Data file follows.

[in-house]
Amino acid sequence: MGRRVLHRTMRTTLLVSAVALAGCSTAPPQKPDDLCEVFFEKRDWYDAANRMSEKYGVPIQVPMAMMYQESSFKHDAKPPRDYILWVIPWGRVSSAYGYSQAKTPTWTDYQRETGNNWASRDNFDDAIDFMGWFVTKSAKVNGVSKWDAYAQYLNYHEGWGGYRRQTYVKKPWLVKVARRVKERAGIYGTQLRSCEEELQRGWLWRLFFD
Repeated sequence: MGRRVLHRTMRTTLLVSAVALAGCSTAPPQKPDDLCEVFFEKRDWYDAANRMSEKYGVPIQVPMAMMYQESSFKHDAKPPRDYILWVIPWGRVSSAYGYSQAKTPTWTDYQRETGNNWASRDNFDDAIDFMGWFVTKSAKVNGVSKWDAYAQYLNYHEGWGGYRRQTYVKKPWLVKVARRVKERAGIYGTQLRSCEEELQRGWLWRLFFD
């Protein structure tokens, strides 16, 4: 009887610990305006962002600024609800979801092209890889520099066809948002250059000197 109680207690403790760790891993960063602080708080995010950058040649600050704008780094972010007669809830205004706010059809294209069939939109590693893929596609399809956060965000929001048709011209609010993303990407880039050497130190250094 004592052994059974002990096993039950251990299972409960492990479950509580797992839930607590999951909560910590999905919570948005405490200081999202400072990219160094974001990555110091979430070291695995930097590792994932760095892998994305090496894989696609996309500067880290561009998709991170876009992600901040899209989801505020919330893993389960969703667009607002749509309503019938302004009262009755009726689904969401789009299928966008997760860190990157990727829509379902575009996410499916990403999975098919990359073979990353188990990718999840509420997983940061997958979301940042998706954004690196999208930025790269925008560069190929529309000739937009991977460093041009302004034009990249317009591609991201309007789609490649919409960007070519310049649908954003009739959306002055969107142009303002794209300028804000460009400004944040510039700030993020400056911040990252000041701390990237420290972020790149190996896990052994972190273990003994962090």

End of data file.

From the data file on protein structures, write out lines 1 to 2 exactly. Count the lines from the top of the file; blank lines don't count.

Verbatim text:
[in-house]
Amino acid sequence: MGRRVLHRTMRTTLLVSAVALAGCSTAPPQKPDDLCEVFFEKRDWYDAANRMSEKYGVPIQVPMAMMYQESSFKHDAKPPRDYILWVIPWGRVSSAYGYSQAKTPTWTDYQRETGNNWASRDNFDDAIDFMGWFVTKSAKVNGVSKWDAYAQYLNYHEGWGGYRRQTYVKKPWLVKVARRVKERAGIYGTQLRSCEEELQRGWLWRLFFD